How are Naver and Kakao doing in the Korea-Japan trade row?
Naver and Kakao are facing the growing possibility of falling victim to trade tensions between Seoul and Tokyo at a time when the two IT giants are expanding aggressively in Japan, industry experts said.
The export restrictions imposed by Japan amid a deepening diplomatic row between the two nations. The focus is on the semiconductor and display sectors, thus there would be no immediate impact on the IT firms.
But if bilateral relations deteriorate further, additional regulations by the Japanese government could be added or an anti-Korea consumer boycott in Japan could occur. Industry experts noted this could hurt Korea’s economy as a whole.
“The possibility for the Korea-Japan trade conflict to exert an influence on Naver and Kakao’s businesses in Japan cannot be ruled out,” said Yoo Byung-joon, a professor of business administration at Seoul National University.
Naver, Korea’s largest portal operator, has been going all out to target the mobile payment service market in Japan through its Japanese subsidiary Line in tandem with Tokyo’s policy to move toward a cashless society. Line is the Japan-based mobile messenger operator owned by Naver.
Based on the huge influence of its mobile messenger service in Japan, Line, which launched its mobile payment service Line Pay in 2014, has carried out aggressive marketing to be a frontrunner in the market, in which it has to compete with large Japanese companies such as Rakuten and NTT Docomo as well as global tech giants Apple and Google.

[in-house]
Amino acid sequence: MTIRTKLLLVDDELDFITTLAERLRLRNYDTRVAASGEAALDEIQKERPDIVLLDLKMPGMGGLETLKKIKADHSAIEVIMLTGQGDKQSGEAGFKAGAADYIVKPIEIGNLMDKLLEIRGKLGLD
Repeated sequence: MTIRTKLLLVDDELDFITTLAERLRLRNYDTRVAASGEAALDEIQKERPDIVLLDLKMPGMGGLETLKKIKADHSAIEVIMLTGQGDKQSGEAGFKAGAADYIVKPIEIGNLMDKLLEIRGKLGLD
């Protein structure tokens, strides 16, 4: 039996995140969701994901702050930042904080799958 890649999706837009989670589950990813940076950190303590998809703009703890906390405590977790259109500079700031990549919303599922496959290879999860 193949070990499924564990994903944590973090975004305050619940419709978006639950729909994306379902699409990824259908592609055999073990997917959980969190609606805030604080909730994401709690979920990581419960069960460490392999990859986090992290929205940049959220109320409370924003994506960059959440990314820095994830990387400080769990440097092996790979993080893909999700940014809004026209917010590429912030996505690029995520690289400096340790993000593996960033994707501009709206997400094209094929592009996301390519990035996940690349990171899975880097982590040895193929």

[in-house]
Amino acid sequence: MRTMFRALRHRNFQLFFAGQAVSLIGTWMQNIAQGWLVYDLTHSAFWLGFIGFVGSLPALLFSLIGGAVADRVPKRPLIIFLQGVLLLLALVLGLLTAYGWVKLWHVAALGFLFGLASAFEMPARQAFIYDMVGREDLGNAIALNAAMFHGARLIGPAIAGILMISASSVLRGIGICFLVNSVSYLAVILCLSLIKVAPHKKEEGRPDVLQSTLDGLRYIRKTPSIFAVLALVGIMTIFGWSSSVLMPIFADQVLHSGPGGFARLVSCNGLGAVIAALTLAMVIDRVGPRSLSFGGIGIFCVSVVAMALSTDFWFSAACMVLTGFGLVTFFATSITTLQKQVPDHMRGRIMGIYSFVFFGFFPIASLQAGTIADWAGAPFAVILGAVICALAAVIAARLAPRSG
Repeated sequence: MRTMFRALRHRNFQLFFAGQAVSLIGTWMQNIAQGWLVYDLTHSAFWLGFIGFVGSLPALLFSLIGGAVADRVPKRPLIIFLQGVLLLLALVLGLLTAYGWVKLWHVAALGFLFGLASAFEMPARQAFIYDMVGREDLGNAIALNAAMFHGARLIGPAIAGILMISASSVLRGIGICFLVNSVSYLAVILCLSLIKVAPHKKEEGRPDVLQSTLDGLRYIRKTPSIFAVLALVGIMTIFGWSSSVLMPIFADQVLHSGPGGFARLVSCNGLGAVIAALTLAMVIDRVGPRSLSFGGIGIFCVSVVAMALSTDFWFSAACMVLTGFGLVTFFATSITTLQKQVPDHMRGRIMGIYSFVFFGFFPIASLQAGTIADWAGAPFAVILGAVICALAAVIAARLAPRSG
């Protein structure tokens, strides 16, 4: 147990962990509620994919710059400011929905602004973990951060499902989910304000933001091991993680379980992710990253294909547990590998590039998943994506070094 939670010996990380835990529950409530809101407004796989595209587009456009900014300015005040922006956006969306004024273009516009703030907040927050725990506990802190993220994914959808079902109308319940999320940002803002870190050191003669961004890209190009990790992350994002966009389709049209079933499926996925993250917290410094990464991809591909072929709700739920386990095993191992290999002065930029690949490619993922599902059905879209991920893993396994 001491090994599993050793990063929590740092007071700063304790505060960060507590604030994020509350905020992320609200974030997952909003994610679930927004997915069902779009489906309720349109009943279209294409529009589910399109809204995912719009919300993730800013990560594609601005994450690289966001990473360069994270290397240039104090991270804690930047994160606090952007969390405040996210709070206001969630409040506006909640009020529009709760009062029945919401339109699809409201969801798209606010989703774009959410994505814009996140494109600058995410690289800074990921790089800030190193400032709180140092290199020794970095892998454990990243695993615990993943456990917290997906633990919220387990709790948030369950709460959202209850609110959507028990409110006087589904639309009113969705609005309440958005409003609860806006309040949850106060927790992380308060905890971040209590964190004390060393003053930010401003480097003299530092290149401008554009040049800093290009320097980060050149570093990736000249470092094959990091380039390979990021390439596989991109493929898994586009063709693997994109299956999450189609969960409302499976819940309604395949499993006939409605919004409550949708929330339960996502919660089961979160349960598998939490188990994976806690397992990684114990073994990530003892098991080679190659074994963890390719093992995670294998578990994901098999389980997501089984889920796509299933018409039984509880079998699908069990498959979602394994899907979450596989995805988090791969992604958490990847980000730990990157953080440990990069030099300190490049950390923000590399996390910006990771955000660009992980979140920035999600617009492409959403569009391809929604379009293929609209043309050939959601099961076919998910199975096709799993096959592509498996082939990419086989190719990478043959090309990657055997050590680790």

Kakao, the nation’s dominant messaging app operator, has also been betting big on webtoons in the Japanese market through its Japanese subsidiary Kakao Japan.
The company has also focused its efforts on expanding its character business in Japan through its character licensing arm Kakao IX, formerly known as Kakao Friends. Since making inroads into the Japanese market in December,2018, the company has opened two stores in Tokyo and one in Osaka.
But experts cited Korean consumers’ moves to boycott popular Japanese brands such as Nikon, SONY and Uniqlo amid growing anti-Japan sentiment, noting that the same thing could happen in Japan to Korean brands.
“There is a possibility that Japanese consumers could boycott Korean brands and products as well. Companies will need to review any possibilities and come up with countermeasures,” Yoo said.
Regarding the issue, a Naver official said, “We are not worried about the ongoing situation as the issues are centered on the manufacturing business.”
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A Kakao official also said, “There has been no impact on our business so far.”